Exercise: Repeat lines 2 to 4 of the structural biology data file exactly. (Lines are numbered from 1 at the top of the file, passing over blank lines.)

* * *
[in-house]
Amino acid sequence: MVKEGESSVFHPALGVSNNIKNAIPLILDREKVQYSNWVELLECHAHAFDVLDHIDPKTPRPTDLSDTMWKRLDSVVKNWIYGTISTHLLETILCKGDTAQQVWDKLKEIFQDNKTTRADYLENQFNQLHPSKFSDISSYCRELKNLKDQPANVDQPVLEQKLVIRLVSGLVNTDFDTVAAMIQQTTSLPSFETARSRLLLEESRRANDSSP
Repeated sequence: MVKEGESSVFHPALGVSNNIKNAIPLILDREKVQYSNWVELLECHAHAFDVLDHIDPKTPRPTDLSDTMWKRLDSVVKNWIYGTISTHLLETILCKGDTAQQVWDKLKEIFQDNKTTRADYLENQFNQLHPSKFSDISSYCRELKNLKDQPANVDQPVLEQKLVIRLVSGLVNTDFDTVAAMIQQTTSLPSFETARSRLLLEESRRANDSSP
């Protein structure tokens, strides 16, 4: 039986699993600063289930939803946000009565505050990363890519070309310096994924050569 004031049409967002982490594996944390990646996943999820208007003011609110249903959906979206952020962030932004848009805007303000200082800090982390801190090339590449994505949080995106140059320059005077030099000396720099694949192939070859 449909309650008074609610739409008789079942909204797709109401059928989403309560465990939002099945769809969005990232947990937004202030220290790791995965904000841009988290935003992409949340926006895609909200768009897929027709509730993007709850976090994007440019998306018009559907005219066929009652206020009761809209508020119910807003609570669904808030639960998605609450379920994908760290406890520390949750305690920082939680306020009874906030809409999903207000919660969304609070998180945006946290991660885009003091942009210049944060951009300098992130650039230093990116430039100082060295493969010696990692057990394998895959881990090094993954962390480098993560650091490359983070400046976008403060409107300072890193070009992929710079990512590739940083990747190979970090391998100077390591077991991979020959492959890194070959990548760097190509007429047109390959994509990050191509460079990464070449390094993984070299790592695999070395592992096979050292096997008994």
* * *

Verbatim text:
Amino acid sequence: MVKEGESSVFHPALGVSNNIKNAIPLILDREKVQYSNWVELLECHAHAFDVLDHIDPKTPRPTDLSDTMWKRLDSVVKNWIYGTISTHLLETILCKGDTAQQVWDKLKEIFQDNKTTRADYLENQFNQLHPSKFSDISSYCRELKNLKDQPANVDQPVLEQKLVIRLVSGLVNTDFDTVAAMIQQTTSLPSFETARSRLLLEESRRANDSSP
Repeated sequence: MVKEGESSVFHPALGVSNNIKNAIPLILDREKVQYSNWVELLECHAHAFDVLDHIDPKTPRPTDLSDTMWKRLDSVVKNWIYGTISTHLLETILCKGDTAQQVWDKLKEIFQDNKTTRADYLENQFNQLHPSKFSDISSYCRELKNLKDQPANVDQPVLEQKLVIRLVSGLVNTDFDTVAAMIQQTTSLPSFETARSRLLLEESRRANDSSP
């Protein structure tokens, strides 16, 4: 039986699993600063289930939803946000009565505050990363890519070309310096994924050569 004031049409967002982490594996944390990646996943999820208007003011609110249903959906979206952020962030932004848009805007303000200082800090982390801190090339590449994505949080995106140059320059005077030099000396720099694949192939070859 449909309650008074609610739409008789079942909204797709109401059928989403309560465990939002099945769809969005990232947990937004202030220290790791995965904000841009988290935003992409949340926006895609909200768009897929027709509730993007709850976090994007440019998306018009559907005219066929009652206020009761809209508020119910807003609570669904808030639960998605609450379920994908760290406890520390949750305690920082939680306020009874906030809409999903207000919660969304609070998180945006946290991660885009003091942009210049944060951009300098992130650039230093990116430039100082060295493969010696990692057990394998895959881990090094993954962390480098993560650091490359983070400046976008403060409107300072890193070009992929710079990512590739940083990747190979970090391998100077390591077991991979020959492959890194070959990548760097190509007429047109390959994509990050191509460079990464070449390094993984070299790592695999070395592992096979050292096997008994």